Central Venous Waveform Analysis and Cardiac Output in a Porcine Model of Endotoxemic Hypotension and Resuscitation

Zachary R. Bergman, Roy K. Kiberenge, Azmath Mohammed, Richard W. Bianco, Greg J. Beilman, Colleen M. Brophy, Kyle M. Hocking, Bret D. Alvis, Eric S. Wise

Research output: Contribution to journalArticlepeer-review


BACKGROUND: Cardiac output (CO) is a valuable proxy for perfusion, and governs volume responsiveness during resuscitation from distributive shock. The underappreciated venous system has nuanced physiology that confers valuable hemodynamic information. In this investigation, deconvolution of the central venous waveform by the fast Fourier transformation (FFT) algorithm is performed to assess its ability to constitute a CO surrogate in a porcine model of endotoxemia-induced distributive hypotension and resuscitation. STUDY DESIGN: Ten pigs were anesthetized, catheterized, and intubated. A lipopolysaccharides infusion protocol was used to precipitate low systemic vascular resistance hypotension. Four crystalloid boluses (10 cc/kg) were then given in succession, after which heart rate, mean arterial pressure, thermodilution-derived CO, central venous pressure (CVP), and the central venous waveform were collected, the last undergoing fast Fourier transformation analysis. The amplitude of the fundamental frequency of the central venous waveform's cardiac wave (f0-CVP) was obtained. Heart rate, mean arterial pressure, CVP, f0-CVP, and CO were plotted over the course of the boluses to determine whether f0-CVP tracked with CO better than the vital signs, or than CVP itself. RESULTS: Distributive hypotension to a 25% mean arterial pressure decrement was achieved, with decreased systemic vascular resistance (mean 918 ± 227 [SD] dyne/s/cm-5 vs 685 ± 180 dyne/s/cm-5; p = 0.038). Full hemodynamic parameters characterizing this model were reported. Slopes of linear regression lines of heart rate, mean arterial pressure, CVP, f0-CVP, and CO were -2.8, 1.7, 1.8, 0.40, and 0.35, respectively, demonstrating that f0-CVP values closely track with CO over the 4-bolus range. CONCLUSIONS: Fast Fourier transformation analysis of the central venous waveform may allow real-time assessment of CO during resuscitation from distributive hypotension, possibly offering a venous-based approach to clinical estimation of volume responsiveness.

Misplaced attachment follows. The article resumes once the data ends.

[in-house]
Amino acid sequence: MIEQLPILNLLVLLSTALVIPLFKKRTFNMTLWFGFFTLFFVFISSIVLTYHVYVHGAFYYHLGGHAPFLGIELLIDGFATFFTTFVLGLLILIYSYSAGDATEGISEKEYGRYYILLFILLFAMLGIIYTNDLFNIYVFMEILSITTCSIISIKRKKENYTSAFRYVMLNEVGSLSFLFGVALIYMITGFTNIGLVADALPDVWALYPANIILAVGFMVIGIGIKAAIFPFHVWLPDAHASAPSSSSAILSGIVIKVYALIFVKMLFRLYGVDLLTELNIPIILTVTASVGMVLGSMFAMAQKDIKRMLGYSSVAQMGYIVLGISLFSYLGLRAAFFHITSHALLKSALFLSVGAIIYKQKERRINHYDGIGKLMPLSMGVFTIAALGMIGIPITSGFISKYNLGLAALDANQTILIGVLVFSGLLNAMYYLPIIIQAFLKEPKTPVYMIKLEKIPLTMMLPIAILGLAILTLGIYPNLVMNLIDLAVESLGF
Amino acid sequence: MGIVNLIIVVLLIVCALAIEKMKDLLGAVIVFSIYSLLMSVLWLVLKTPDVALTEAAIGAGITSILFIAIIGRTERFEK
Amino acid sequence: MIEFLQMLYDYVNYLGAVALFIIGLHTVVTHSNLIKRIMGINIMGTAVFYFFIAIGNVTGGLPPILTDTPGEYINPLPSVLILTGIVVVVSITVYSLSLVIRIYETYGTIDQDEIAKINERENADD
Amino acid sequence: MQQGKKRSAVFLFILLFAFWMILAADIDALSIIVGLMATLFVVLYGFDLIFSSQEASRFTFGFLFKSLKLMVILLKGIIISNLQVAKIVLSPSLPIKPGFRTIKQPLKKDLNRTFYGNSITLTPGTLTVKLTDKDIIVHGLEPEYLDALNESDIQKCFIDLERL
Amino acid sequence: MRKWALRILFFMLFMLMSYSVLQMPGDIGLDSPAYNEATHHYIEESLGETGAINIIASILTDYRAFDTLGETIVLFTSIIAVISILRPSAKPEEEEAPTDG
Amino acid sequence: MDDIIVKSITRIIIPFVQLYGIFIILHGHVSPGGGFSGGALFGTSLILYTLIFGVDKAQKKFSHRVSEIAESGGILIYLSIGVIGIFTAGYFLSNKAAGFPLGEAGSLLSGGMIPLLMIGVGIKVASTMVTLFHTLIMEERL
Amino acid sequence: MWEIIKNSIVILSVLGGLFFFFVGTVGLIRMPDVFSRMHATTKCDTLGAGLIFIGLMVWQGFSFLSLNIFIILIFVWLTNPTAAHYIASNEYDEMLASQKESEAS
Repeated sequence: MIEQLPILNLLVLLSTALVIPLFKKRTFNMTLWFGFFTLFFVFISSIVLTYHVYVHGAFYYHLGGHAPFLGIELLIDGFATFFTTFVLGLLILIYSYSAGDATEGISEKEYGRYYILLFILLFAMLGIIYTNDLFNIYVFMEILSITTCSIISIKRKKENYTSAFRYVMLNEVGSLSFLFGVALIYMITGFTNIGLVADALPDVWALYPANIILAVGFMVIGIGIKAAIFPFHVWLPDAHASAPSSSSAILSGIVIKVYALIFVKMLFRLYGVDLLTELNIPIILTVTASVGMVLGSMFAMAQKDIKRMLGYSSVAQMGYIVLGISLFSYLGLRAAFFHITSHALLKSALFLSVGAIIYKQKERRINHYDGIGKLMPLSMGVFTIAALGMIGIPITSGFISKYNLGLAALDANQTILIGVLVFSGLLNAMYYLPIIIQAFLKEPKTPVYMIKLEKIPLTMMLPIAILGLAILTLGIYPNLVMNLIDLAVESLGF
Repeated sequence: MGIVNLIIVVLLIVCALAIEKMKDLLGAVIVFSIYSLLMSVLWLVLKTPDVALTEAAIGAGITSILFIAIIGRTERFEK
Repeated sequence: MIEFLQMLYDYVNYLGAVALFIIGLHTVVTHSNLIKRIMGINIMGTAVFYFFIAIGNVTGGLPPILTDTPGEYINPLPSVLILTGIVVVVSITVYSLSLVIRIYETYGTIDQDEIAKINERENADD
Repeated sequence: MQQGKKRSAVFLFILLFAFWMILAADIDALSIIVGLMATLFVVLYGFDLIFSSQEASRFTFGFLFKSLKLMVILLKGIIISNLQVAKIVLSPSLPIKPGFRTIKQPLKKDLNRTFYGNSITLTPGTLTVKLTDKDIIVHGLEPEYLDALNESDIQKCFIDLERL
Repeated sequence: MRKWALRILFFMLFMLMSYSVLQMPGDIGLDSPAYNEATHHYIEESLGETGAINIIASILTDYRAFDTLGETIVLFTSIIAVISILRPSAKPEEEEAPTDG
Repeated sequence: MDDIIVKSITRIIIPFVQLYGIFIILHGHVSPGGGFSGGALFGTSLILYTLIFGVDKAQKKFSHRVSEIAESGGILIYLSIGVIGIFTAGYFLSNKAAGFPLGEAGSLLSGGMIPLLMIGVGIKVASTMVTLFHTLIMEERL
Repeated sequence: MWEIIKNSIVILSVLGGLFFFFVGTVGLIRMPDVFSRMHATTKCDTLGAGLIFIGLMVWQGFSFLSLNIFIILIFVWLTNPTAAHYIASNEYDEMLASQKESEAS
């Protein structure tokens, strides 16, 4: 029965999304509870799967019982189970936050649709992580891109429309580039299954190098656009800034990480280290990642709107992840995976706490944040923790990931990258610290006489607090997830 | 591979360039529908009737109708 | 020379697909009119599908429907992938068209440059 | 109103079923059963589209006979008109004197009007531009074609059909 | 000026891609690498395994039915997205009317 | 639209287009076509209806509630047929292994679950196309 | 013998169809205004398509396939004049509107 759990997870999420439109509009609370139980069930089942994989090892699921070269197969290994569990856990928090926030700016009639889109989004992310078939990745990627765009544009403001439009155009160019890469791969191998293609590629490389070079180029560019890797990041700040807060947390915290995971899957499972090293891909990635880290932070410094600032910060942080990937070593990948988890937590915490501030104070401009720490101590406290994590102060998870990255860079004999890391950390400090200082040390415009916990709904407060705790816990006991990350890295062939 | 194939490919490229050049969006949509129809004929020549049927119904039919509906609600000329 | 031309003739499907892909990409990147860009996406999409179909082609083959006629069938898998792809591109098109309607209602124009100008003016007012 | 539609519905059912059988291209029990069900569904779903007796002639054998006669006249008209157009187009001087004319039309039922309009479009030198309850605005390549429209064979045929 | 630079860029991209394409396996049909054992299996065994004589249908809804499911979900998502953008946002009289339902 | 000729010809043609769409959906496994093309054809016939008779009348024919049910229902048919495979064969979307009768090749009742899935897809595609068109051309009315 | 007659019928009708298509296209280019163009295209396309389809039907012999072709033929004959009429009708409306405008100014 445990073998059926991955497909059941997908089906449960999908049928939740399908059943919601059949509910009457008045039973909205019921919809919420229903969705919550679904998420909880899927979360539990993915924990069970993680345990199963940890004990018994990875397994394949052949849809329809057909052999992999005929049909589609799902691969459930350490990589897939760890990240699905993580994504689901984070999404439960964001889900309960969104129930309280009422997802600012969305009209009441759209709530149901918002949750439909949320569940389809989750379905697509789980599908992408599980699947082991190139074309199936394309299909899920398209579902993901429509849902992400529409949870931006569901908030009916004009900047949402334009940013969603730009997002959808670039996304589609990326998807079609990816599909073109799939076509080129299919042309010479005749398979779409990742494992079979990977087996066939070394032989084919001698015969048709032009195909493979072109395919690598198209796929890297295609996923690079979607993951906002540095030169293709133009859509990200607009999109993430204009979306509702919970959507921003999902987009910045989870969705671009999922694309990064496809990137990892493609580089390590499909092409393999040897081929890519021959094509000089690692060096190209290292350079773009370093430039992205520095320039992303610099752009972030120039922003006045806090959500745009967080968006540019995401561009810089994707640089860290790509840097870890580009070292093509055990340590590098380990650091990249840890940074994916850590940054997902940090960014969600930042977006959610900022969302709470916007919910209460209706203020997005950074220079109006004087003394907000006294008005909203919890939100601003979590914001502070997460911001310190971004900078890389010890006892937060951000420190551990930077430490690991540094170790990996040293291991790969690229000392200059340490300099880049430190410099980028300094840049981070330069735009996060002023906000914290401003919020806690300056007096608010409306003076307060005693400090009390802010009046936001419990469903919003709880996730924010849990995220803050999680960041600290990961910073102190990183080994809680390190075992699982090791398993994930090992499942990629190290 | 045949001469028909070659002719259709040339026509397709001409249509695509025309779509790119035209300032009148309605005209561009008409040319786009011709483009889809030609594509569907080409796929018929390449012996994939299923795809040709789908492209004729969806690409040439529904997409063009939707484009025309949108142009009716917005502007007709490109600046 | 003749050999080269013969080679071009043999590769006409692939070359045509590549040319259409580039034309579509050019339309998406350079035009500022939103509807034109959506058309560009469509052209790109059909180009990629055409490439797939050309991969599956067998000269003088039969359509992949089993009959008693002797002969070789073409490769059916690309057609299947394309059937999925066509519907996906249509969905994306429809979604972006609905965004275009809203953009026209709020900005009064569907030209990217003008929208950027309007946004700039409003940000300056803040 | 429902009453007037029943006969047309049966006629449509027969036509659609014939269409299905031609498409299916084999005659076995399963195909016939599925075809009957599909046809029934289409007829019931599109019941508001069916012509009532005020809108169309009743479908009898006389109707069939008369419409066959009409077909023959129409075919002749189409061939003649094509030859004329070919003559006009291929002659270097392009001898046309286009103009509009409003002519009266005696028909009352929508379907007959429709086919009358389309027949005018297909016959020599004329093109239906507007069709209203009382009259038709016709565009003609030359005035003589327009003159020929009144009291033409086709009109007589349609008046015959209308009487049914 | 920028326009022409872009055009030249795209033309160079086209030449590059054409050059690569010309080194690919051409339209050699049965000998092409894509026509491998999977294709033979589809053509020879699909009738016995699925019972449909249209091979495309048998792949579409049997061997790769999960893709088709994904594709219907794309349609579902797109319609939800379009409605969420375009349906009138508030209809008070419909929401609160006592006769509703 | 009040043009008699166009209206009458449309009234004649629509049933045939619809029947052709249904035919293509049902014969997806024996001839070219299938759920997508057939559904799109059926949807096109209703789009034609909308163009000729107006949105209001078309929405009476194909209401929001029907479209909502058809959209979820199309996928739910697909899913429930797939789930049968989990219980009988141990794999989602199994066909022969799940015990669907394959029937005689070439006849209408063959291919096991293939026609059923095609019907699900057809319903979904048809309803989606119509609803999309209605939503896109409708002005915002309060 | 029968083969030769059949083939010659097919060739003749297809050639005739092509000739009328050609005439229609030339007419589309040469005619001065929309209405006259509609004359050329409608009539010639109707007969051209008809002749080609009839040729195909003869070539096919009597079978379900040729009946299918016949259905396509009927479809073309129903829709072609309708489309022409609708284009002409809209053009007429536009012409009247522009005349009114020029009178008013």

Original languageEnglish (US)
Pages (from-to)294-304
Number of pages11
JournalJournal of the American College of Surgeons
Issue number2
StatePublished - Feb 1 2023

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Copyright © 2022 by the American College of Surgeons. Published by Wolters Kluwer Health, Inc. All rights reserved.

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  • Journal Article


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